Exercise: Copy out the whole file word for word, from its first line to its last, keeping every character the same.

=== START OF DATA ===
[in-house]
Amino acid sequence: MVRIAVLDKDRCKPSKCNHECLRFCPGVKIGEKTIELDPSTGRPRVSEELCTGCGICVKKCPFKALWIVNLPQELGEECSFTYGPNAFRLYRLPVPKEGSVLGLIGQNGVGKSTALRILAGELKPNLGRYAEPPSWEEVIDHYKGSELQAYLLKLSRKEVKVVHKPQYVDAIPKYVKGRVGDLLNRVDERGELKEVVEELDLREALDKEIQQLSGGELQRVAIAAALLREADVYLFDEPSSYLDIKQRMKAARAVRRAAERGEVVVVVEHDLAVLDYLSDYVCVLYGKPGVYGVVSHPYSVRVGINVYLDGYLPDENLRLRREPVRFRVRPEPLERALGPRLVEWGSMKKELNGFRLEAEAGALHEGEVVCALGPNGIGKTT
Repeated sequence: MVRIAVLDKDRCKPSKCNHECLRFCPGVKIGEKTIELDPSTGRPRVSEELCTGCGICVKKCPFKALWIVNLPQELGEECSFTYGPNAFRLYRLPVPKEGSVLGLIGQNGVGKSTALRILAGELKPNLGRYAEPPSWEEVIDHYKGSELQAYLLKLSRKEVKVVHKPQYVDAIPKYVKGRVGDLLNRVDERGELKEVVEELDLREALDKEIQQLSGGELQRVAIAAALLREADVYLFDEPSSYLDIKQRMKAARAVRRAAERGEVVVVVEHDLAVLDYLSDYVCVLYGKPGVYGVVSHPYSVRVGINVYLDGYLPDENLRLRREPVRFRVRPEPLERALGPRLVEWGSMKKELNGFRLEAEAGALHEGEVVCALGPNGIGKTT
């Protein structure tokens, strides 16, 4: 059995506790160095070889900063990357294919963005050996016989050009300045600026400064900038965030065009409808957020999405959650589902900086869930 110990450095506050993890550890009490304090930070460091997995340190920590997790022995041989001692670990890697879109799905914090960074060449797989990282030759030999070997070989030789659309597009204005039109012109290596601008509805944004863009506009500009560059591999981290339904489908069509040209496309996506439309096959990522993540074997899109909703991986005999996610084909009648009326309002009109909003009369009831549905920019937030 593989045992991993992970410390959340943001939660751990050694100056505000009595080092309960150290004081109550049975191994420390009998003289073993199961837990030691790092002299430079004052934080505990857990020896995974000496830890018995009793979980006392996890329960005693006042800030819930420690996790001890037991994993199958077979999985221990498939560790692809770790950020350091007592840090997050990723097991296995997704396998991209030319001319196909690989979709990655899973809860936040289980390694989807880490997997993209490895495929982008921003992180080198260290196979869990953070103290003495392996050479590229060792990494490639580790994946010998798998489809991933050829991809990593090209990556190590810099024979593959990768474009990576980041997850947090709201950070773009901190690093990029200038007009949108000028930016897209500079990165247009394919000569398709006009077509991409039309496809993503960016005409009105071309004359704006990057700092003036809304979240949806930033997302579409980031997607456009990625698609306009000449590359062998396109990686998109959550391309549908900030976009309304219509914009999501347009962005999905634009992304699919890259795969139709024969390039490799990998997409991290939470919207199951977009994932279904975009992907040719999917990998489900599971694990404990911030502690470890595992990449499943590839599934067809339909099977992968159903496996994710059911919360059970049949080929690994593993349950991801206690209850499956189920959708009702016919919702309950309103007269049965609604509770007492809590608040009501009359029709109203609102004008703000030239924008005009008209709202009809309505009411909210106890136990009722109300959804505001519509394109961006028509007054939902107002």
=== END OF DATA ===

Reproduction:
[in-house]
Amino acid sequence: MVRIAVLDKDRCKPSKCNHECLRFCPGVKIGEKTIELDPSTGRPRVSEELCTGCGICVKKCPFKALWIVNLPQELGEECSFTYGPNAFRLYRLPVPKEGSVLGLIGQNGVGKSTALRILAGELKPNLGRYAEPPSWEEVIDHYKGSELQAYLLKLSRKEVKVVHKPQYVDAIPKYVKGRVGDLLNRVDERGELKEVVEELDLREALDKEIQQLSGGELQRVAIAAALLREADVYLFDEPSSYLDIKQRMKAARAVRRAAERGEVVVVVEHDLAVLDYLSDYVCVLYGKPGVYGVVSHPYSVRVGINVYLDGYLPDENLRLRREPVRFRVRPEPLERALGPRLVEWGSMKKELNGFRLEAEAGALHEGEVVCALGPNGIGKTT
Repeated sequence: MVRIAVLDKDRCKPSKCNHECLRFCPGVKIGEKTIELDPSTGRPRVSEELCTGCGICVKKCPFKALWIVNLPQELGEECSFTYGPNAFRLYRLPVPKEGSVLGLIGQNGVGKSTALRILAGELKPNLGRYAEPPSWEEVIDHYKGSELQAYLLKLSRKEVKVVHKPQYVDAIPKYVKGRVGDLLNRVDERGELKEVVEELDLREALDKEIQQLSGGELQRVAIAAALLREADVYLFDEPSSYLDIKQRMKAARAVRRAAERGEVVVVVEHDLAVLDYLSDYVCVLYGKPGVYGVVSHPYSVRVGINVYLDGYLPDENLRLRREPVRFRVRPEPLERALGPRLVEWGSMKKELNGFRLEAEAGALHEGEVVCALGPNGIGKTT
């Protein structure tokens, strides 16, 4: 059995506790160095070889900063990357294919963005050996016989050009300045600026400064900038965030065009409808957020999405959650589902900086869930 110990450095506050993890550890009490304090930070460091997995340190920590997790022995041989001692670990890697879109799905914090960074060449797989990282030759030999070997070989030789659309597009204005039109012109290596601008509805944004863009506009500009560059591999981290339904489908069509040209496309996506439309096959990522993540074997899109909703991986005999996610084909009648009326309002009109909003009369009831549905920019937030 593989045992991993992970410390959340943001939660751990050694100056505000009595080092309960150290004081109550049975191994420390009998003289073993199961837990030691790092002299430079004052934080505990857990020896995974000496830890018995009793979980006392996890329960005693006042800030819930420690996790001890037991994993199958077979999985221990498939560790692809770790950020350091007592840090997050990723097991296995997704396998991209030319001319196909690989979709990655899973809860936040289980390694989807880490997997993209490895495929982008921003992180080198260290196979869990953070103290003495392996050479590229060792990494490639580790994946010998798998489809991933050829991809990593090209990556190590810099024979593959990768474009990576980041997850947090709201950070773009901190690093990029200038007009949108000028930016897209500079990165247009394919000569398709006009077509991409039309496809993503960016005409009105071309004359704006990057700092003036809304979240949806930033997302579409980031997607456009990625698609306009000449590359062998396109990686998109959550391309549908900030976009309304219509914009999501347009962005999905634009992304699919890259795969139709024969390039490799990998997409991290939470919207199951977009994932279904975009992907040719999917990998489900599971694990404990911030502690470890595992990449499943590839599934067809339909099977992968159903496996994710059911919360059970049949080929690994593993349950991801206690209850499956189920959708009702016919919702309950309103007269049965609604509770007492809590608040009501009359029709109203609102004008703000030239924008005009008209709202009809309505009411909210106890136990009722109300959804505001519509394109961006028509007054939902107002």